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How Sales Personalities Affect the Team

Sales Personalities
August 2019

2019 NAA National Suppliers Council Chair-Elect Kirk Downey, COO, LibertyRent shares his thoughts on sales personalities.

Sales Personalities

  • A Challenger has a tendency to be a little pushy, but confident. They are always trying to close a deal, sometimes non-stop. Managers say they want this type of salesperson, but usually, get frustrated with them.
  • The Lone Wolf is not good for a TEAM environment, because your team will feel they will “SNAKE” them on their deals.
  • A Hard Worker is like a Challenger, but more focused on the growth of themselves and the team. A little motivation goes a long way..
  • A Problem-Solver is always good to have on a team for support and will be a middle producer. A problem solver is very goal-oriented.
  • A Relationship-Builder is a learned personality. They can be the other sales characteristics when needed and are a good fit for most companies. They cherish their business relationships, are patient and understand that our industry does business with people that they know, like and trust. This person can also be a huge asset to your Client Success team.

At Liberty Rent, we call this group our Strategic Relationship Team, not the sales team. We hire people for the brand they have worked very hard to create for themselves. Our role is to support and encourage our Strategic Relationship Team to listen to our future partners' needs and adapt as needed. The NAA National Suppliers Council is working to build true Supplier Partners, not vendors.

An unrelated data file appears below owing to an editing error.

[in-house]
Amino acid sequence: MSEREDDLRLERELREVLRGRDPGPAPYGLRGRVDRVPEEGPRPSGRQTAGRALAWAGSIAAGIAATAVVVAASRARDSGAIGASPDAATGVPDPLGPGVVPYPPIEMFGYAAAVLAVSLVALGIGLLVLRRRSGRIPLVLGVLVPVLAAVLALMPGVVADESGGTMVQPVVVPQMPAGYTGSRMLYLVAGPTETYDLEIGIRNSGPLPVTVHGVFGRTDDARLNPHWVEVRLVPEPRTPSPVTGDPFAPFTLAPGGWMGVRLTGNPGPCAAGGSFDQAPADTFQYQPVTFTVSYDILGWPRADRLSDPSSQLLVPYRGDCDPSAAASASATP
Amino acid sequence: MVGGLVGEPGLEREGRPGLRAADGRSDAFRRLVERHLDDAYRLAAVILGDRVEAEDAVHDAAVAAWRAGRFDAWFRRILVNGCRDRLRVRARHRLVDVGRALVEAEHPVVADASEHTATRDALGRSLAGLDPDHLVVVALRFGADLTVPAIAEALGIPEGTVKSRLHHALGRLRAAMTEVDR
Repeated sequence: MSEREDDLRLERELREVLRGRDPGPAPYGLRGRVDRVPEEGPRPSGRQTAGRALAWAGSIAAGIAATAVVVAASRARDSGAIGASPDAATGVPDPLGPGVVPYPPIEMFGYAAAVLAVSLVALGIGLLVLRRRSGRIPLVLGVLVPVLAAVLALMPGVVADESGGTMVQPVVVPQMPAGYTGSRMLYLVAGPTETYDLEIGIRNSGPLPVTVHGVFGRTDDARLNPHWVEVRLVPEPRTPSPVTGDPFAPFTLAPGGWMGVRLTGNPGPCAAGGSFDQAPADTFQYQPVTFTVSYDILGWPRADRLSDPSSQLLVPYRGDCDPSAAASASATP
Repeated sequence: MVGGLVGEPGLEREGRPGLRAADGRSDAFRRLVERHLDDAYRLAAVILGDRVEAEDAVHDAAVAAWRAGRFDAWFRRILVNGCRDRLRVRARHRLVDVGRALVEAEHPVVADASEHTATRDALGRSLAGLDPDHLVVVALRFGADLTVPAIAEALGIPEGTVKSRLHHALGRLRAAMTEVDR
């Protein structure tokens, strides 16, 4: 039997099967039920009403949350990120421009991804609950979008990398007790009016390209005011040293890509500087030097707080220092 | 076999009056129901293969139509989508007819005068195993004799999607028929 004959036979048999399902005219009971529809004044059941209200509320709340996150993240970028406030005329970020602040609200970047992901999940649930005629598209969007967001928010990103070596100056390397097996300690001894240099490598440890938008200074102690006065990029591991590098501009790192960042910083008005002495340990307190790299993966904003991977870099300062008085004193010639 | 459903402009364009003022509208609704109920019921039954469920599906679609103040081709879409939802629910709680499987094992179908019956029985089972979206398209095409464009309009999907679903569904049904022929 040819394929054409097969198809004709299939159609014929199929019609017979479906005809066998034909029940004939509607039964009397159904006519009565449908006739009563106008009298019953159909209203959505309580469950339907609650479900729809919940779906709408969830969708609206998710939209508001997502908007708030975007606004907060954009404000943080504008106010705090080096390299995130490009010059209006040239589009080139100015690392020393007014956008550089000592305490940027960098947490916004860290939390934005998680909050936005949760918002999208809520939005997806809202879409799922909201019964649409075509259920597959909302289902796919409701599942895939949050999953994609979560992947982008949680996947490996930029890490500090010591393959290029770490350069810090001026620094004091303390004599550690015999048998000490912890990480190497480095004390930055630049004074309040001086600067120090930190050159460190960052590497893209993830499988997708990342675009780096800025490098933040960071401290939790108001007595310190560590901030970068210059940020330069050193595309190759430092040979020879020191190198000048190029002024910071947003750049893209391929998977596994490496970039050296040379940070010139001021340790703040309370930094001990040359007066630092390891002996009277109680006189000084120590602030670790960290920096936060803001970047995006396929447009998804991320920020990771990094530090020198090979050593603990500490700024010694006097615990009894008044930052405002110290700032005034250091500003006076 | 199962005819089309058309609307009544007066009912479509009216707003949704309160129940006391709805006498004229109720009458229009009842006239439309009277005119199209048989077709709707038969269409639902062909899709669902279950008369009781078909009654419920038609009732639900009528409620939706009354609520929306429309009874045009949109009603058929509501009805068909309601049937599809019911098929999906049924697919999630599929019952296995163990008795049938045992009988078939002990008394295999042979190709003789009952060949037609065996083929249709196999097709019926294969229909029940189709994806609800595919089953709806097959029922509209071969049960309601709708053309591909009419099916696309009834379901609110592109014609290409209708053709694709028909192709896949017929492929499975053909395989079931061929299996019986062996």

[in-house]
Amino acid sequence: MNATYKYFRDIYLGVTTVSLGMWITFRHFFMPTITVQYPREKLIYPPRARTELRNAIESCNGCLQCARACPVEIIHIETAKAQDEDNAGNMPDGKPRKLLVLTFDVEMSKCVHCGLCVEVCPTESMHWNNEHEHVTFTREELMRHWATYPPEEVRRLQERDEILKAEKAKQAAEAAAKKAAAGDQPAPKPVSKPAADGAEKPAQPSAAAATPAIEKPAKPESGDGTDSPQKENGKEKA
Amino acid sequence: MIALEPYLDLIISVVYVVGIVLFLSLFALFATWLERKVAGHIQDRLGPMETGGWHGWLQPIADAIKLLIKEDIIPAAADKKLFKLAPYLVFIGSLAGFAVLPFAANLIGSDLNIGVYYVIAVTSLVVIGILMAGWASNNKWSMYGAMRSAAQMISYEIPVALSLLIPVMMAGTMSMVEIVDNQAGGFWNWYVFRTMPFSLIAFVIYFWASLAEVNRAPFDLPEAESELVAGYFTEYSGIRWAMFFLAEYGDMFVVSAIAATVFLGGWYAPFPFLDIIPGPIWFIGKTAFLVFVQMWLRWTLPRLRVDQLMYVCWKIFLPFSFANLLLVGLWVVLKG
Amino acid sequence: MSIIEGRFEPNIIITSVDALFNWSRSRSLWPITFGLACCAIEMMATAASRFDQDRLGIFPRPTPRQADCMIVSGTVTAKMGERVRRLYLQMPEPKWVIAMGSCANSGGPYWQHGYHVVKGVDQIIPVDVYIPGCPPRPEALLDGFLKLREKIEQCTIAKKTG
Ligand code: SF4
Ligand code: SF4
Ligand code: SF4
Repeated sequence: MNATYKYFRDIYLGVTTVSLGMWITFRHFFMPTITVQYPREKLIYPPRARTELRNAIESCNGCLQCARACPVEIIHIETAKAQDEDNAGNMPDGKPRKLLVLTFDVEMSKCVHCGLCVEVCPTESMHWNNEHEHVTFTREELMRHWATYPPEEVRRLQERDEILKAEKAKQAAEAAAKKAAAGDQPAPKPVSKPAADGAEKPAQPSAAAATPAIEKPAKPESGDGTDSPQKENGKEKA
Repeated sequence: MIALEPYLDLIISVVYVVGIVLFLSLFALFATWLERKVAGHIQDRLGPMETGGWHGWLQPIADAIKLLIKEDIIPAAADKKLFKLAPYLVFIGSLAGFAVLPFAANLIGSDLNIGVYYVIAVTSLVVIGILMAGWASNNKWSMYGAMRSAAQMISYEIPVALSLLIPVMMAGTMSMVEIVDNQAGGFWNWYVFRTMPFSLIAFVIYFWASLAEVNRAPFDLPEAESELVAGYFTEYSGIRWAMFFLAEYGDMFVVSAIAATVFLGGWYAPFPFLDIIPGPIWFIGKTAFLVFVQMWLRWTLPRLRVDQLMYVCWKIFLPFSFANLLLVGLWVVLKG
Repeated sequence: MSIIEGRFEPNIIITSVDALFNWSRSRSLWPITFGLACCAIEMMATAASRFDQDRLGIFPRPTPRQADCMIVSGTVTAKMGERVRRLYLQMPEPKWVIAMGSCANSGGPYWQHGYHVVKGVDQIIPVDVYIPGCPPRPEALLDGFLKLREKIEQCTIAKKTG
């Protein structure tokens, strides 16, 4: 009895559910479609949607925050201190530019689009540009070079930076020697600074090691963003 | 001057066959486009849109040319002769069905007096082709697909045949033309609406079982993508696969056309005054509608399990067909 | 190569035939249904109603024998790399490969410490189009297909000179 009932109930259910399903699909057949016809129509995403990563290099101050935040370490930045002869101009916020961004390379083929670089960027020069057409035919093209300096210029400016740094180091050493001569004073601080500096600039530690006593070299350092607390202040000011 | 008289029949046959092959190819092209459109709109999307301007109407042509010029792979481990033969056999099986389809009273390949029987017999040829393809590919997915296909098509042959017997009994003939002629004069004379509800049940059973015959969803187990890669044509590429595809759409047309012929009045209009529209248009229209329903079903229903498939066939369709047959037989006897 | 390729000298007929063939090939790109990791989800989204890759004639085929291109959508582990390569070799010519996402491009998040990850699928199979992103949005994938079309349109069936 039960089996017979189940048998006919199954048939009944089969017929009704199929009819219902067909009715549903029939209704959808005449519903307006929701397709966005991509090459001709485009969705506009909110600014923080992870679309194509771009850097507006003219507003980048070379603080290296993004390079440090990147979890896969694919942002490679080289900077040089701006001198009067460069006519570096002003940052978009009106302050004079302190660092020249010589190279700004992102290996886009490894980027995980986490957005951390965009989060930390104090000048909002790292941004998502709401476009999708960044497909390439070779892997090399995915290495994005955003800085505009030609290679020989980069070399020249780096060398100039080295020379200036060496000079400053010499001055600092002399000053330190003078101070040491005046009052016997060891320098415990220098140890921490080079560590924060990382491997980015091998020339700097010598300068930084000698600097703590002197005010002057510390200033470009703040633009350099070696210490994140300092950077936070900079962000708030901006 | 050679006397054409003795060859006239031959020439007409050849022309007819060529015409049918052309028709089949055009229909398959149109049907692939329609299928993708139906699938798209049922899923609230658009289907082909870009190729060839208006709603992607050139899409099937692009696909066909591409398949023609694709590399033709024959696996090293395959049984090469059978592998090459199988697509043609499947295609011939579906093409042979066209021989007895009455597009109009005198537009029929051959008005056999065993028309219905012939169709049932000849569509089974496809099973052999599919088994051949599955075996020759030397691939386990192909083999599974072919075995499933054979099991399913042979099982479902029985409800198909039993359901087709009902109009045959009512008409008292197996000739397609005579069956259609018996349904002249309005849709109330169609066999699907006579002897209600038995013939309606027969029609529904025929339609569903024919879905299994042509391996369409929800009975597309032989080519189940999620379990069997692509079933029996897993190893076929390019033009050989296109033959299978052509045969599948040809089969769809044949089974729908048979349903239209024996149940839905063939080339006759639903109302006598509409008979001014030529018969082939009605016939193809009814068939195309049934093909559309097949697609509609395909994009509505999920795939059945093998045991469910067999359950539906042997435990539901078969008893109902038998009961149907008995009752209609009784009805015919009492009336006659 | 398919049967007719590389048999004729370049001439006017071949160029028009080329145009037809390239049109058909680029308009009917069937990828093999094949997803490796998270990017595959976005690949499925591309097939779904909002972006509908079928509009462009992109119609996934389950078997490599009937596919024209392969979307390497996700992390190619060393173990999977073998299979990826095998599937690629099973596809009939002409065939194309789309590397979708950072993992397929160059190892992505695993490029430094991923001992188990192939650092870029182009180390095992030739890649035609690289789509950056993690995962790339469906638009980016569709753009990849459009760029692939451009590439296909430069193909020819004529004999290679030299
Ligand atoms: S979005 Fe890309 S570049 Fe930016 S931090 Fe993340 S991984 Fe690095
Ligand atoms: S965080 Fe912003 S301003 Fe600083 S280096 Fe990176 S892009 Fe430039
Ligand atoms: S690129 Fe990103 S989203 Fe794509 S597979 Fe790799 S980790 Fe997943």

Which SALES Type Are You?

There’s a major shift in the type of people in sales and how they got there. For old-timers, their first corporate sales training was: “Here’s the phone book, press 9 to get an outside line and, oh yeah, if you don’t make one thousand calls this week you’re fired.” Those salespeople—who had to figure out how to sell on their own (and were given the rope to do so)—aren’t entering the salesforce as much anymore. Based on CEB, the best performing salespeople tend to be challengers at 39 percent (Lone Wolves are also quite good at 25 percent and even relationship-builders comprise 7 percent of high performers). The relationship person is better suited to an account manager role, which is needed post-sale.—Doug Davido

What Hiring Managers Look For?

When Gartner affiliate CEB (Corporate Executive Board) started sharing its findings of sales strategies, it surveyed sales hiring managers to identify which archetype they sought to recruit and found that 79 percent of job descriptions were aligned to the Relationship-Builder model. As one Vice President of Sales shared with Matt Dixon, who co-authored the book “The Challenger Sale” in 2011, “If your research is accurate, you’re telling me that I’ve got to be all in and bet on the horse that is the least likely to win?”

Who are Your High Performers?

Percentage of Sales StaffCore-performers are generally defined as those who rank among the middle 70 percent in sales volume.

High-performers are generally defined as those who rank among the top 15 percent in sales volume.

 

 

 

Continue to read "Making the Sale: The Relationship Builder vs. The Challenger" to find out how salespeople challenge their clients to stand a better chance of winning more business or click to read "Communication and Trust are Keys to Successful Selling."